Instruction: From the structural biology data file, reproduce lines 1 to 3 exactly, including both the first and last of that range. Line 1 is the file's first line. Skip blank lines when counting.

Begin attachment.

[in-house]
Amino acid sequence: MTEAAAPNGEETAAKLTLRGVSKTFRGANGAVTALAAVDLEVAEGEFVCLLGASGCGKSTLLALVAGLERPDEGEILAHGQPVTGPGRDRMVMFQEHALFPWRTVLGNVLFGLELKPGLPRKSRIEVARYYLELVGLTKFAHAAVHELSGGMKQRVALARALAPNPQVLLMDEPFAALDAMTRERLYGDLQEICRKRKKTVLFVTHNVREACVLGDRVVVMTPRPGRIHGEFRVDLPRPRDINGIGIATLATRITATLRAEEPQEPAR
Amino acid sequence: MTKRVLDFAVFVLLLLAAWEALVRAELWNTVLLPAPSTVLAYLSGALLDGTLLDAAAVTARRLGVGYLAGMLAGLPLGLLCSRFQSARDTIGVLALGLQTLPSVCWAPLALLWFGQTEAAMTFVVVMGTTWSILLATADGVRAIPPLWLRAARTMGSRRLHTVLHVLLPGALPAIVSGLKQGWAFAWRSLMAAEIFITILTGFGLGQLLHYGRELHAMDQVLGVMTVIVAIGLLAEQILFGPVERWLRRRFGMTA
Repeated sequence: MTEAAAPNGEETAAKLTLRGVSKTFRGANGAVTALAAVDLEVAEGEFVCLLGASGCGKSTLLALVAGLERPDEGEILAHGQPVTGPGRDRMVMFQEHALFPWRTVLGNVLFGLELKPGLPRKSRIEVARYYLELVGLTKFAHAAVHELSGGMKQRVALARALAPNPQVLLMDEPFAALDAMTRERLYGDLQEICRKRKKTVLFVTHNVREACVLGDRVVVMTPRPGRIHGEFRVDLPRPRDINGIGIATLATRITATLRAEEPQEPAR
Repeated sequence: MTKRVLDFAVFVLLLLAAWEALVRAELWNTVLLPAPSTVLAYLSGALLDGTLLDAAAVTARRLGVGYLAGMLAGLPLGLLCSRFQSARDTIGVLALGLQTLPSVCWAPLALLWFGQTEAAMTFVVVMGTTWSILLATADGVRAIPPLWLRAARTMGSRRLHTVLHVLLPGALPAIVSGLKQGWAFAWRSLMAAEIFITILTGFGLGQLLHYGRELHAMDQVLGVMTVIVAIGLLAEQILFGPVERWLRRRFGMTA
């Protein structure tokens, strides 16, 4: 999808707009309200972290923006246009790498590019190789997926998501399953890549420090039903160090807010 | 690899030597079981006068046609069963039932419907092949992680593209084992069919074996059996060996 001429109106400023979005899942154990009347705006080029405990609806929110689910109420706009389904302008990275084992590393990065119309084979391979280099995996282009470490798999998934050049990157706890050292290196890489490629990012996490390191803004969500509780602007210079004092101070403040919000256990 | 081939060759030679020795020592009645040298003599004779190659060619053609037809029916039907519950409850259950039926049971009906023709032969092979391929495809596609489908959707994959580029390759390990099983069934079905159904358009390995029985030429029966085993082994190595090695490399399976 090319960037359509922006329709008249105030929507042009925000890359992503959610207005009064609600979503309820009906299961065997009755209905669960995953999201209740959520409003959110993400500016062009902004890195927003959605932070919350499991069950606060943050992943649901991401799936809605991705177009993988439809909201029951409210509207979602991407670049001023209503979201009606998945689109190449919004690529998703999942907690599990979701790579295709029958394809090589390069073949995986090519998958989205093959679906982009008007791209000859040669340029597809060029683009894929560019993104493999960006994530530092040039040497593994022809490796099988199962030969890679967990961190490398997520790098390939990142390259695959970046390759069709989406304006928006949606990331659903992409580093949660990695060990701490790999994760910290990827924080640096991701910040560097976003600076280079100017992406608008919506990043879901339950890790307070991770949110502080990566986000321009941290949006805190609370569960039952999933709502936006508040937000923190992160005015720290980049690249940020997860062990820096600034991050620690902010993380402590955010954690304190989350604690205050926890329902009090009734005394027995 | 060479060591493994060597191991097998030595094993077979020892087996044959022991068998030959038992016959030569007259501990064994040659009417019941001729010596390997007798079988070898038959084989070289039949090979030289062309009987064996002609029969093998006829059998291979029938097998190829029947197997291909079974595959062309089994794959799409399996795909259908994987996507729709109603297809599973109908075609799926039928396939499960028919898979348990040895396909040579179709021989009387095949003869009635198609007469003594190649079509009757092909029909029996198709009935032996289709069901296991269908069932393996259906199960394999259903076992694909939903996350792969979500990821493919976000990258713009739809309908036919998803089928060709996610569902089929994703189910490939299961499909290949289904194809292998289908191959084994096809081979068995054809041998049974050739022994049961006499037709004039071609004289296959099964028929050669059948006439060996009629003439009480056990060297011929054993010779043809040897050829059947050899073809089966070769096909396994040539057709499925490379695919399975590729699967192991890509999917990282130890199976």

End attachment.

[in-house]
Amino acid sequence: MTEAAAPNGEETAAKLTLRGVSKTFRGANGAVTALAAVDLEVAEGEFVCLLGASGCGKSTLLALVAGLERPDEGEILAHGQPVTGPGRDRMVMFQEHALFPWRTVLGNVLFGLELKPGLPRKSRIEVARYYLELVGLTKFAHAAVHELSGGMKQRVALARALAPNPQVLLMDEPFAALDAMTRERLYGDLQEICRKRKKTVLFVTHNVREACVLGDRVVVMTPRPGRIHGEFRVDLPRPRDINGIGIATLATRITATLRAEEPQEPAR
Amino acid sequence: MTKRVLDFAVFVLLLLAAWEALVRAELWNTVLLPAPSTVLAYLSGALLDGTLLDAAAVTARRLGVGYLAGMLAGLPLGLLCSRFQSARDTIGVLALGLQTLPSVCWAPLALLWFGQTEAAMTFVVVMGTTWSILLATADGVRAIPPLWLRAARTMGSRRLHTVLHVLLPGALPAIVSGLKQGWAFAWRSLMAAEIFITILTGFGLGQLLHYGRELHAMDQVLGVMTVIVAIGLLAEQILFGPVERWLRRRFGMTA